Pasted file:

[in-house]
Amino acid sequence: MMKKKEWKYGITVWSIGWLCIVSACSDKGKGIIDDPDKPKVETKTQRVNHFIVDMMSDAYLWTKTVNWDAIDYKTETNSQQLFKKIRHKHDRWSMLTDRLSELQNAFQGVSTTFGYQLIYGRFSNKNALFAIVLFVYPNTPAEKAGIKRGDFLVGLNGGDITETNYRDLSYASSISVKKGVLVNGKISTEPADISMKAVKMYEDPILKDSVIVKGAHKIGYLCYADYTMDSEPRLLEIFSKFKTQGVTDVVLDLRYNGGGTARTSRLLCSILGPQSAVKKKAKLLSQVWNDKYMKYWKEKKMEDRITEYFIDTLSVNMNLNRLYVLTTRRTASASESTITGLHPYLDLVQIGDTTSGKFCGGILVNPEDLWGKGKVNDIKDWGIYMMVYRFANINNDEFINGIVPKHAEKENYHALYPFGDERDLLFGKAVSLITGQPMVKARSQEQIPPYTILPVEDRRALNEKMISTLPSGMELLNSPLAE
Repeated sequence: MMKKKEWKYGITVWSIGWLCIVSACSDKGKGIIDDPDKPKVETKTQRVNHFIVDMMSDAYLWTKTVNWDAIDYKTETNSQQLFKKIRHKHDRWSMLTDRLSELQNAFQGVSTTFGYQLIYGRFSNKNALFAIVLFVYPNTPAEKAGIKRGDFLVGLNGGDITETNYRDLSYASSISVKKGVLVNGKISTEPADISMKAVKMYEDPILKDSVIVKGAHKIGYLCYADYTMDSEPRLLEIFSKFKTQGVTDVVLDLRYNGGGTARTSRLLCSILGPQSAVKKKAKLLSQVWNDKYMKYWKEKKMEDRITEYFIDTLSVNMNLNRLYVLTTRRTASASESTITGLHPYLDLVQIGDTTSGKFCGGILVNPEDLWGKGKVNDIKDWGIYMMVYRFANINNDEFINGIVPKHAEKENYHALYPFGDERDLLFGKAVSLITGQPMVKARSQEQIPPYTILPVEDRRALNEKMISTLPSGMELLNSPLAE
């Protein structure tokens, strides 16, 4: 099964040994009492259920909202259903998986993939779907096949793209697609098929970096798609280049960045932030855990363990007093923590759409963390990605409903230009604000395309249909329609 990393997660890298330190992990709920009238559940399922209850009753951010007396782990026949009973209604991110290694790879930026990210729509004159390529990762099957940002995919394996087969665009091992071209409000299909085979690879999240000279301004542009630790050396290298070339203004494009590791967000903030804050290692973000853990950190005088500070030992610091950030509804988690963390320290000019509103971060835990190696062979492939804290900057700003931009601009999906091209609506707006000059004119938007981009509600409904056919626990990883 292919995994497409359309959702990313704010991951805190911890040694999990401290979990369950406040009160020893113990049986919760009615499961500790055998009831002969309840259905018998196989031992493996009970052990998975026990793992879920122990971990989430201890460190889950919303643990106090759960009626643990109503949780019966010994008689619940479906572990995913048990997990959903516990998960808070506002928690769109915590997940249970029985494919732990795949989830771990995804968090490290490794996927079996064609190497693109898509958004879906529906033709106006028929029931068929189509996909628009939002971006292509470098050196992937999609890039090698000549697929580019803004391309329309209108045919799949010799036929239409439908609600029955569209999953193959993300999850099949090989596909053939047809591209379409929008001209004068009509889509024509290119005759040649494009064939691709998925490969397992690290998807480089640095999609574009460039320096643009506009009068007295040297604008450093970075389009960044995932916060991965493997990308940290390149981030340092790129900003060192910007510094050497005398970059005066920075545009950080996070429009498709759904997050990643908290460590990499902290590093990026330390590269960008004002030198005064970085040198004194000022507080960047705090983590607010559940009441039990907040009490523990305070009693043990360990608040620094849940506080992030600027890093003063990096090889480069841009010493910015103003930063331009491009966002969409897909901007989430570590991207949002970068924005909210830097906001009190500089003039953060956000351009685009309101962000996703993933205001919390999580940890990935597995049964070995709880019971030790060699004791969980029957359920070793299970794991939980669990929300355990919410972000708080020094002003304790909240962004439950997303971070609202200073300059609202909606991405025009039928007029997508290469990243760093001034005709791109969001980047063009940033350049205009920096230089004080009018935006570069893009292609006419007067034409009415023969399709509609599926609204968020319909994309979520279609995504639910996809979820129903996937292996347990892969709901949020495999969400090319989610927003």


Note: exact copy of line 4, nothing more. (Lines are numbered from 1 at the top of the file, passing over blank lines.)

């Protein structure tokens, strides 16, 4: 099964040994009492259920909202259903998986993939779907096949793209697609098929970096798609280049960045932030855990363990007093923590759409963390990605409903230009604000395309249909329609 990393997660890298330190992990709920009238559940399922209850009753951010007396782990026949009973209604991110290694790879930026990210729509004159390529990762099957940002995919394996087969665009091992071209409000299909085979690879999240000279301004542009630790050396290298070339203004494009590791967000903030804050290692973000853990950190005088500070030992610091950030509804988690963390320290000019509103971060835990190696062979492939804290900057700003931009601009999906091209609506707006000059004119938007981009509600409904056919626990990883 292919995994497409359309959702990313704010991951805190911890040694999990401290979990369950406040009160020893113990049986919760009615499961500790055998009831002969309840259905018998196989031992493996009970052990998975026990793992879920122990971990989430201890460190889950919303643990106090759960009626643990109503949780019966010994008689619940479906572990995913048990997990959903516990998960808070506002928690769109915590997940249970029985494919732990795949989830771990995804968090490290490794996927079996064609190497693109898509958004879906529906033709106006028929029931068929189509996909628009939002971006292509470098050196992937999609890039090698000549697929580019803004391309329309209108045919799949010799036929239409439908609600029955569209999953193959993300999850099949090989596909053939047809591209379409929008001209004068009509889509024509290119005759040649494009064939691709998925490969397992690290998807480089640095999609574009460039320096643009506009009068007295040297604008450093970075389009960044995932916060991965493997990308940290390149981030340092790129900003060192910007510094050497005398970059005066920075545009950080996070429009498709759904997050990643908290460590990499902290590093990026330390590269960008004002030198005064970085040198004194000022507080960047705090983590607010559940009441039990907040009490523990305070009693043990360990608040620094849940506080992030600027890093003063990096090889480069841009010493910015103003930063331009491009966002969409897909901007989430570590991207949002970068924005909210830097906001009190500089003039953060956000351009685009309101962000996703993933205001919390999580940890990935597995049964070995709880019971030790060699004791969980029957359920070793299970794991939980669990929300355990919410972000708080020094002003304790909240962004439950997303971070609202200073300059609202909606991405025009039928007029997508290469990243760093001034005709791109969001980047063009940033350049205009920096230089004080009018935006570069893009292609006419007067034409009415023969399709509609599926609204968020319909994309979520279609995504639910996809979820129903996937292996347990892969709901949020495999969400090319989610927003």